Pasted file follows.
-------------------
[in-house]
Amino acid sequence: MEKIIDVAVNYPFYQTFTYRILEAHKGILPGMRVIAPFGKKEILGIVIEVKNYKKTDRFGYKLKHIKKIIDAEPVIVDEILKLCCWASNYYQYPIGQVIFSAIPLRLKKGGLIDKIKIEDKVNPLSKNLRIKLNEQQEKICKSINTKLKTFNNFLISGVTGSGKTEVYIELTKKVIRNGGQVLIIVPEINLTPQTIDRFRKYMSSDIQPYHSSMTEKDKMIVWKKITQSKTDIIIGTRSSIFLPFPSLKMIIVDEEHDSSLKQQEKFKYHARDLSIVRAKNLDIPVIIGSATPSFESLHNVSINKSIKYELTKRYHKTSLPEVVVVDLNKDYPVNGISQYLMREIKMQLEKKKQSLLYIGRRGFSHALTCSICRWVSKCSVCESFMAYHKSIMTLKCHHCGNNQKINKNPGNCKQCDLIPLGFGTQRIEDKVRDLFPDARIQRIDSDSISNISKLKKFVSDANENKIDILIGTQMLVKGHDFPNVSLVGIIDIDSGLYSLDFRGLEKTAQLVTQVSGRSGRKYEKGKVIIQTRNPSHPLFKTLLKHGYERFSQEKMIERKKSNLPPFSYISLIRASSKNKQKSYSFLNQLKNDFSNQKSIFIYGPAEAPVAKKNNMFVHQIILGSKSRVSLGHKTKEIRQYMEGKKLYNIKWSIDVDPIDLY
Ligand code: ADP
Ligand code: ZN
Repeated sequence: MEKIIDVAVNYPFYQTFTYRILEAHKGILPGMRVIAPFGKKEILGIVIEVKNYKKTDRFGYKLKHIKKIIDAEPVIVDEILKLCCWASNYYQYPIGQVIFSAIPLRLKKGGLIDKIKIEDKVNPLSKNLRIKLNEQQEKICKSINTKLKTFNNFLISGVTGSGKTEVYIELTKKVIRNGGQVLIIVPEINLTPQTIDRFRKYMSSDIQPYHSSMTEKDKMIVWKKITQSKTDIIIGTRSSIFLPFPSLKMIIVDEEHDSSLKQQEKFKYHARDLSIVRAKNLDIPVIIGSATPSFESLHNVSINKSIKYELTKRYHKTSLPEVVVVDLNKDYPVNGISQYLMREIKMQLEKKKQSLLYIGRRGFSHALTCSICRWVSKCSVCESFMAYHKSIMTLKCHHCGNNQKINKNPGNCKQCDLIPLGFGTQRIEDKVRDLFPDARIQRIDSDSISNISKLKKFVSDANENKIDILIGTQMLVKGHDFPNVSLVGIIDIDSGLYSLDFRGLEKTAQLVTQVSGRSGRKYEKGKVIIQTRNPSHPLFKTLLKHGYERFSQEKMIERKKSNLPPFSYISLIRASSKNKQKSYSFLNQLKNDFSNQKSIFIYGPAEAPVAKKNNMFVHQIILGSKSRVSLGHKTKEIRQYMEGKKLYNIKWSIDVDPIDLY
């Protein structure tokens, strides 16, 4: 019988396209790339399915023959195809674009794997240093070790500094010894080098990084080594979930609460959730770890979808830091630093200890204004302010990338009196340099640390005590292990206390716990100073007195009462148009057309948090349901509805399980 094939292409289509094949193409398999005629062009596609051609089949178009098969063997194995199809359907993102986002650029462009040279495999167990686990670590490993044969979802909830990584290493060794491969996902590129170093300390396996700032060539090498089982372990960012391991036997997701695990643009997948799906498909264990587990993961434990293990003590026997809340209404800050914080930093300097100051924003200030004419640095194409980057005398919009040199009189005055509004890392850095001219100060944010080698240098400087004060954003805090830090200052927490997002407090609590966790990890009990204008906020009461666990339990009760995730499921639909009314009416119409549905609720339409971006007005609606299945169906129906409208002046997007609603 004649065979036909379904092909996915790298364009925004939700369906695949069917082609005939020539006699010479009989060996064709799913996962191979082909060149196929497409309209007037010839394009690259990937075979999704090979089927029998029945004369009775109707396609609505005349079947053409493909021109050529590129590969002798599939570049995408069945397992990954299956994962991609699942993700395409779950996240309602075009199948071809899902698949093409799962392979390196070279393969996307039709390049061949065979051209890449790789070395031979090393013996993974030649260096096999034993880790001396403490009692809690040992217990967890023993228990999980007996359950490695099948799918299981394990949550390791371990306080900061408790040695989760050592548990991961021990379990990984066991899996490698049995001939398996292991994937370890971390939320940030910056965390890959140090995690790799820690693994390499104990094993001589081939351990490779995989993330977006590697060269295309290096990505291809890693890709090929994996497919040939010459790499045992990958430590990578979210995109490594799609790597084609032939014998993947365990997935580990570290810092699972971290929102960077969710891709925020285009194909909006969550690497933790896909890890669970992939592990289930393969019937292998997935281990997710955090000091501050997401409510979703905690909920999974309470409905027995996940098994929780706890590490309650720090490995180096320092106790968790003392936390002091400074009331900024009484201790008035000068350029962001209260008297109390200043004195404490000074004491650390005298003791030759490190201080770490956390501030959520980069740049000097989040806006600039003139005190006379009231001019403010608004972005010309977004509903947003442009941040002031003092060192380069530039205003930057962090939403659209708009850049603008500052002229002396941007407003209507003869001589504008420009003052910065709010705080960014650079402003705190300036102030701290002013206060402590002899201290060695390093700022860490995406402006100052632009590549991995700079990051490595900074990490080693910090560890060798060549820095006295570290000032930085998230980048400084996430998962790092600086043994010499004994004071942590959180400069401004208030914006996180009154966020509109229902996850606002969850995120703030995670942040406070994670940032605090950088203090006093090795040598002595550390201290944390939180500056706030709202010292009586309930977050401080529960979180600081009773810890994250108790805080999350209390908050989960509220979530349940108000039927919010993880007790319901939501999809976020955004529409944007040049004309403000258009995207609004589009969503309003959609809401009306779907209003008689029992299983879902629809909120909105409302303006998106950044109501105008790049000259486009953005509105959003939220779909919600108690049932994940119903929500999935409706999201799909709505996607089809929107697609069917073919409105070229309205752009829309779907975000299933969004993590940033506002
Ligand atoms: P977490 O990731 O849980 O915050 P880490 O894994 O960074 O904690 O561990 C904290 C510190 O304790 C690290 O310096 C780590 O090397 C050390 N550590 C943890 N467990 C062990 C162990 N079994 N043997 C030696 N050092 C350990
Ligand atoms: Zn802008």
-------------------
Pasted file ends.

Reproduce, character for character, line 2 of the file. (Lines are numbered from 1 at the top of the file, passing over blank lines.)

Amino acid sequence: MEKIIDVAVNYPFYQTFTYRILEAHKGILPGMRVIAPFGKKEILGIVIEVKNYKKTDRFGYKLKHIKKIIDAEPVIVDEILKLCCWASNYYQYPIGQVIFSAIPLRLKKGGLIDKIKIEDKVNPLSKNLRIKLNEQQEKICKSINTKLKTFNNFLISGVTGSGKTEVYIELTKKVIRNGGQVLIIVPEINLTPQTIDRFRKYMSSDIQPYHSSMTEKDKMIVWKKITQSKTDIIIGTRSSIFLPFPSLKMIIVDEEHDSSLKQQEKFKYHARDLSIVRAKNLDIPVIIGSATPSFESLHNVSINKSIKYELTKRYHKTSLPEVVVVDLNKDYPVNGISQYLMREIKMQLEKKKQSLLYIGRRGFSHALTCSICRWVSKCSVCESFMAYHKSIMTLKCHHCGNNQKINKNPGNCKQCDLIPLGFGTQRIEDKVRDLFPDARIQRIDSDSISNISKLKKFVSDANENKIDILIGTQMLVKGHDFPNVSLVGIIDIDSGLYSLDFRGLEKTAQLVTQVSGRSGRKYEKGKVIIQTRNPSHPLFKTLLKHGYERFSQEKMIERKKSNLPPFSYISLIRASSKNKQKSYSFLNQLKNDFSNQKSIFIYGPAEAPVAKKNNMFVHQIILGSKSRVSLGHKTKEIRQYMEGKKLYNIKWSIDVDPIDLY